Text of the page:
Notary: A person employed to take notes of contracts,
trials, and proceeding in the courts.
Pantler: An employee in a great household that has
charge of the bread and pantry.
Parker: A person whose job is the overseeing of an
enclosed area of land held by prescription , stocked and
preserved for hunting.
Porter: One who has charge of a door or gate, a
doorkeeper or gatekeeper.
Reeve: The chief officer of a town or district. Also overseer
of a manor, a bailiff or steward.
Regarder: An officer whose job is to inspect the forest.
Secretary: See clerk above.
Seneschal: A powerful official in the household of a noble
who is in charge of administering justice and managing the
domestic affairs of the estate, and he represents his lord in
Sergeant: A servant who serves his master in battle.
Sheriff: The chief administrative and judicial officer of a
Steward: An officer appointed to oversee lands belonging
to the king.
Treasurer: An officer who has charge of all funds and
Usher: A person whose official duty is to precede
someone of rank, as in a procession, or to make
introductions between those unacquainted with one
Verderer: See forester, bailiff.
Butler: The chief servant, one in charge of the wine cellar,
the kitchens and dining room and assigns duties to other
servants. A butler is in charge of all the household’s
Chef: The individual or individuals who run and operate
Coachman: The one responsible for maintenance and
upkeep of the coach(es) and who drives it. Usually
possesses a good command of the region.
Cook: One who works in the kitchens.
Footman: A servant who waits on tables, opens the doors,
attends guests in the common areas, etc.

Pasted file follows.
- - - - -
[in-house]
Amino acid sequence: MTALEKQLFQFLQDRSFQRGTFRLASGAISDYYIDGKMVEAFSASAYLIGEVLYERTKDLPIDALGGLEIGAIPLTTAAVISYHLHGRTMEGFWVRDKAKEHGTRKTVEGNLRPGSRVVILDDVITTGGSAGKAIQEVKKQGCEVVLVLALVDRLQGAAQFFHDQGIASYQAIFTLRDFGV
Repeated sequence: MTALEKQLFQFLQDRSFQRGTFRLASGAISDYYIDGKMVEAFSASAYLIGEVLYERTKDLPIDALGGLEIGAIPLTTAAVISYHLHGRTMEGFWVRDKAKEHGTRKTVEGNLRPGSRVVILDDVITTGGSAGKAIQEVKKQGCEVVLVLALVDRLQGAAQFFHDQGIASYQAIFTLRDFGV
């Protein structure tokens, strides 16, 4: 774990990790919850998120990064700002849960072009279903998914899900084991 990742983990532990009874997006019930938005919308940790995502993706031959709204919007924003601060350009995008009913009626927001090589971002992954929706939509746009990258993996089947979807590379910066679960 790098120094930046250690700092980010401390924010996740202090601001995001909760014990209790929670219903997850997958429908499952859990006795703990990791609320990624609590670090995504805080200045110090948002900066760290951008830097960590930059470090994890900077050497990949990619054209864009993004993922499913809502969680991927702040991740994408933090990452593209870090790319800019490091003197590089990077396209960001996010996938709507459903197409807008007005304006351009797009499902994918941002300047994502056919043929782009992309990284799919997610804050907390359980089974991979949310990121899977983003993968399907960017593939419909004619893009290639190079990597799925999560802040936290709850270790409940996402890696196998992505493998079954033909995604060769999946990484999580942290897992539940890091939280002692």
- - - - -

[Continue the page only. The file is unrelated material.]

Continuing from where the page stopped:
Gamekeeper: The individual who protects the hunting
grounds of any demesne. He is generally involved in
any hunt. Usually works with huntsmen or carries
that title as well.
Gardener: The one in charge of the gardens. Works and
plans for all seasonal changes and is therefore very
knowledgeable about plants and so forth.
Groom: Works for the stable master tending the horses.
Groundsman: Works with the gardener.
Guardsman: Any individual who is employed to protect a
person or place.
Housekeeper: Cleans the manor or house.
Huntsman: The one who organizes hunting expeditions.
Usually works with the Gamekeeper, or carries that title as
Kennel keeper: One in charge of the dogs and hounds.
Jester (fool): One of the many entertainers who dwell or
hang on to royal households.
Lackey: A close servant or servant’s apprentice.
Lady in waiting: Those ladies who attend a woman of
noble birth. They are not considered servants, but rather
are looked upon as noble attendants, who could serve
their ladies better than common folk.
Laundress: One who does the lanundry.
Maid: One who works with or in a domicile and is generally
in charge of keeping the whole place orderly and clean.
Maid in waiting: A maid in waiting is attached to an
individual’s person and waits on that person’s needs.
Maid, chamber: The person in charge of keeping a
particular room or set of rooms in working order.
Maid, serving: A maid who is attached directly to one
individual and waits on that person.
Man, serving: See Maid, serving above.
Minstrel: One who sings, recites poetry, recounts tales
and histories. These are usually travelers as few are
wealthy enough to employ minstrels full time.
Page: A boy serving one of high rank, or someone
entering knighthood at a very early age.
Porter: Someone who carries gear, merchandise, produce,
Potboy: See scullion below.
Scullion: One who cleans pots and pans.
Sergeant at arms: The official in charge of the on duty
guard. Serves a captain.
Stable master: The individual in charge of the stables.
Also, keeping the horses groomed and fed.
Usher: An official doorkeeper.
Valet: A manservant who takes care of clothes, grooming
Offices, Religious Institutions
Abbot (Abbess): A superior or governor of a monastery.
Arch-Bishop: A chief bishop who presides over an archbishopric
Bishop: A prelate superior to the priesthood, consecrated
for the spiritual government and direction of a diocese,
bishopric or see.
Cardinal: An ecclesiastical prince in a church who has a
voice in the conclave at the election of a pope, pontiff or
Cellarer: An official in a monastery who has the care of
the cellar, or the charge of procuring and keeping the
Chancellor: See Government Officials.
Chaplin: A clergyman attached to a chapel, or a clergyman
appointed to carry out religious functions.
Curate: A clergyman who gives assistant to another, as in
Dean (schools): A subordinate to the bishop. A presiding